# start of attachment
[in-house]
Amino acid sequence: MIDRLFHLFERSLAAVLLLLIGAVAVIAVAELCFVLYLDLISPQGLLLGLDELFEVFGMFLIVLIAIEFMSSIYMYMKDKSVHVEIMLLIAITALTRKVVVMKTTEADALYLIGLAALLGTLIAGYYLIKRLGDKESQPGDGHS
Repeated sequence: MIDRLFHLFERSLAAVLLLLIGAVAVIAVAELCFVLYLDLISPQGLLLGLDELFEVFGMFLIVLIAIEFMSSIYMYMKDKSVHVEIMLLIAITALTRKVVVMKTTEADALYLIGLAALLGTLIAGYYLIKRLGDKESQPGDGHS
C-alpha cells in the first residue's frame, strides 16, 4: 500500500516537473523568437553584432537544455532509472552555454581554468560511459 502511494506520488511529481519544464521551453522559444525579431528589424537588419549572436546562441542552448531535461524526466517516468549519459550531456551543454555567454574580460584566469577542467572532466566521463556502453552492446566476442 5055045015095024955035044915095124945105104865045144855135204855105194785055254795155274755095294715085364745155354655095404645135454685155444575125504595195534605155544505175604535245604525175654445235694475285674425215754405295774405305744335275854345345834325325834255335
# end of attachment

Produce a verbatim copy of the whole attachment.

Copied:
[in-house]
Amino acid sequence: MIDRLFHLFERSLAAVLLLLIGAVAVIAVAELCFVLYLDLISPQGLLLGLDELFEVFGMFLIVLIAIEFMSSIYMYMKDKSVHVEIMLLIAITALTRKVVVMKTTEADALYLIGLAALLGTLIAGYYLIKRLGDKESQPGDGHS
Repeated sequence: MIDRLFHLFERSLAAVLLLLIGAVAVIAVAELCFVLYLDLISPQGLLLGLDELFEVFGMFLIVLIAIEFMSSIYMYMKDKSVHVEIMLLIAITALTRKVVVMKTTEADALYLIGLAALLGTLIAGYYLIKRLGDKESQPGDGHS
C-alpha cells in the first residue's frame, strides 16, 4: 500500500516537473523568437553584432537544455532509472552555454581554468560511459 502511494506520488511529481519544464521551453522559444525579431528589424537588419549572436546562441542552448531535461524526466517516468549519459550531456551543454555567454574580460584566469577542467572532466566521463556502453552492446566476442 5055045015095024955035044915095124945105104865045144855135204855105194785055254795155274755095294715085364745155354655095404645135454685155444575125504595195534605155544505175604535245604525175654445235694475285674425215754405295774405305744335275854345345834325325834255335